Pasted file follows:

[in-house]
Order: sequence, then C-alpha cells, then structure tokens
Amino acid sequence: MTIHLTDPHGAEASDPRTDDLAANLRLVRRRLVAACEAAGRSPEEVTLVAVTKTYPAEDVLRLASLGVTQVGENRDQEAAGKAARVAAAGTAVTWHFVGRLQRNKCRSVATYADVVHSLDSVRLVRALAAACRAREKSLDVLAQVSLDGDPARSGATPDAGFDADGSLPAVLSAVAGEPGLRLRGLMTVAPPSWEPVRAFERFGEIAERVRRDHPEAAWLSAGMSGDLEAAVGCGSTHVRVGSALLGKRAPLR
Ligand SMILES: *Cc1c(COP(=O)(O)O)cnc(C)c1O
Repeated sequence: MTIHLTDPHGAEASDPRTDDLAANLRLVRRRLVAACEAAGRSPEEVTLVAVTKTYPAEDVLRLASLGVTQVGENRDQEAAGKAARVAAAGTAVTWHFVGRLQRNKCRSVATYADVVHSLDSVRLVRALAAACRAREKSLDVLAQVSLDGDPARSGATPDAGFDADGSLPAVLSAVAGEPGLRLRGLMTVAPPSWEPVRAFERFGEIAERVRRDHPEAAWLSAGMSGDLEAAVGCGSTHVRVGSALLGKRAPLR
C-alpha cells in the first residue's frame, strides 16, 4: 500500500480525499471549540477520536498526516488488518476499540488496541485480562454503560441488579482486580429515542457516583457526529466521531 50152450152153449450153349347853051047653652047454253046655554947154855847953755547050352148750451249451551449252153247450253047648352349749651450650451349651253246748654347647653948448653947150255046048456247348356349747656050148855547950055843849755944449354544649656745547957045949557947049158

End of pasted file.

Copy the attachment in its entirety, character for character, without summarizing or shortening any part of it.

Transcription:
[in-house]
Order: sequence, then C-alpha cells, then structure tokens
Amino acid sequence: MTIHLTDPHGAEASDPRTDDLAANLRLVRRRLVAACEAAGRSPEEVTLVAVTKTYPAEDVLRLASLGVTQVGENRDQEAAGKAARVAAAGTAVTWHFVGRLQRNKCRSVATYADVVHSLDSVRLVRALAAACRAREKSLDVLAQVSLDGDPARSGATPDAGFDADGSLPAVLSAVAGEPGLRLRGLMTVAPPSWEPVRAFERFGEIAERVRRDHPEAAWLSAGMSGDLEAAVGCGSTHVRVGSALLGKRAPLR
Ligand SMILES: *Cc1c(COP(=O)(O)O)cnc(C)c1O
Repeated sequence: MTIHLTDPHGAEASDPRTDDLAANLRLVRRRLVAACEAAGRSPEEVTLVAVTKTYPAEDVLRLASLGVTQVGENRDQEAAGKAARVAAAGTAVTWHFVGRLQRNKCRSVATYADVVHSLDSVRLVRALAAACRAREKSLDVLAQVSLDGDPARSGATPDAGFDADGSLPAVLSAVAGEPGLRLRGLMTVAPPSWEPVRAFERFGEIAERVRRDHPEAAWLSAGMSGDLEAAVGCGSTHVRVGSALLGKRAPLR
C-alpha cells in the first residue's frame, strides 16, 4: 500500500480525499471549540477520536498526516488488518476499540488496541485480562454503560441488579482486580429515542457516583457526529466521531 50152450152153449450153349347853051047653652047454253046655554947154855847953755547050352148750451249451551449252153247450253047648352349749651450650451349651253246748654347647653948448653947150255046048456247348356349747656050148855547950055843849755944449354544649656745547957045949557947049158